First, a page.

By Andy Sambidge
Funding will be used to buy vital equipment to help schools, hospitals to battle spread of disease in West Africa
Saudi Arabia’s King Abdallah bin Abdulaziz Al Saud has extended a grant of $35 million to help fight Ebola in West Africa.
In a statement, Dr Ahmed Mohamed Ali, president of the Islamic Development Bank (IDB) said that the Ebola fighting programme had been initiated by King Abdullah and would be implemented by IDB.
Its aims include providing schools with thermal sensors and medical examination equipment designed to diagnose the disease, thereby facilitating its treatment and preventing its spread.
The equipment will allow governments to open schools for the current academic year. Pupils will be examined at entry to ensure they have not contracted the disease, thus reassuring parents about the safety of their children at school.
The funds will also provide thermal sensors and medical examination equipment at airports, railway stations and bus stations to diagnose the disease and ensure early treatment.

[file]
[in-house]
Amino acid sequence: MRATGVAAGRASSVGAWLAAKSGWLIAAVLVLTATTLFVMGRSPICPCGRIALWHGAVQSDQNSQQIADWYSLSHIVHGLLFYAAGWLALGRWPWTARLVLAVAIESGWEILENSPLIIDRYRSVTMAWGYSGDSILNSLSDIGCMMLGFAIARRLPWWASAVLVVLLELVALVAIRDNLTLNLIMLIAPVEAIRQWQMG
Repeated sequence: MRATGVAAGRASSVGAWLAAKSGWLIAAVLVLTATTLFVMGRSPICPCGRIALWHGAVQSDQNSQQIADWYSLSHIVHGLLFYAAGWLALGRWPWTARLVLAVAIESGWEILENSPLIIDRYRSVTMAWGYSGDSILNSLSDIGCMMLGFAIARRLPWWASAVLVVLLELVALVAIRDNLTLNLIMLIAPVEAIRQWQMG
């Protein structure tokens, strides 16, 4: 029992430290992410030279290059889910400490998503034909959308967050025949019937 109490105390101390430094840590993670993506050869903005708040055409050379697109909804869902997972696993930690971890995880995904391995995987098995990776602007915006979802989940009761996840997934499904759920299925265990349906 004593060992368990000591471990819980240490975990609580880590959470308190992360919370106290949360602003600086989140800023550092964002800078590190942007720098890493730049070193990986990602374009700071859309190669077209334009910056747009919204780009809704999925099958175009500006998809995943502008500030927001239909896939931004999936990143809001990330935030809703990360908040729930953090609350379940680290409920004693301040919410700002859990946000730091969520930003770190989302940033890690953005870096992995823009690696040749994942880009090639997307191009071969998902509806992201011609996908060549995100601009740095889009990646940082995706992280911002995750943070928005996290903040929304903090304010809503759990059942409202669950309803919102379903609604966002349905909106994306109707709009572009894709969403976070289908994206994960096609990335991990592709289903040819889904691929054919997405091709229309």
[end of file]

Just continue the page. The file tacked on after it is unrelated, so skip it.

The programme also aims at establishing a specialised treatment centre in each of the three endemic countries - Sierra Leone, Guinea and Liberia, designed to serve suspected cases in schools, hospitals and public transport, and wherever contamination is likely to occur in crowded conditions.
Suspected cases will be received in these centres for further medical tests before they are referred for specialized treatment if necessary.
The funding will also help to set up a specialised treatment centre in Mali where Ebola appears to have broken out but is not widespread. The centre will help the country’s health authorities cope with potential epidemics in the future.
The IDB president said the donation made by King Abdullah "will further boost the Islamic world efforts in supporting the international fight against Ebola".
He added that the equipment financed by this donation will speed up the opening of schools in the countries concerned, reinforce the institutional and health infrastructure to fight the current epidemic and any potential epidemics in the future.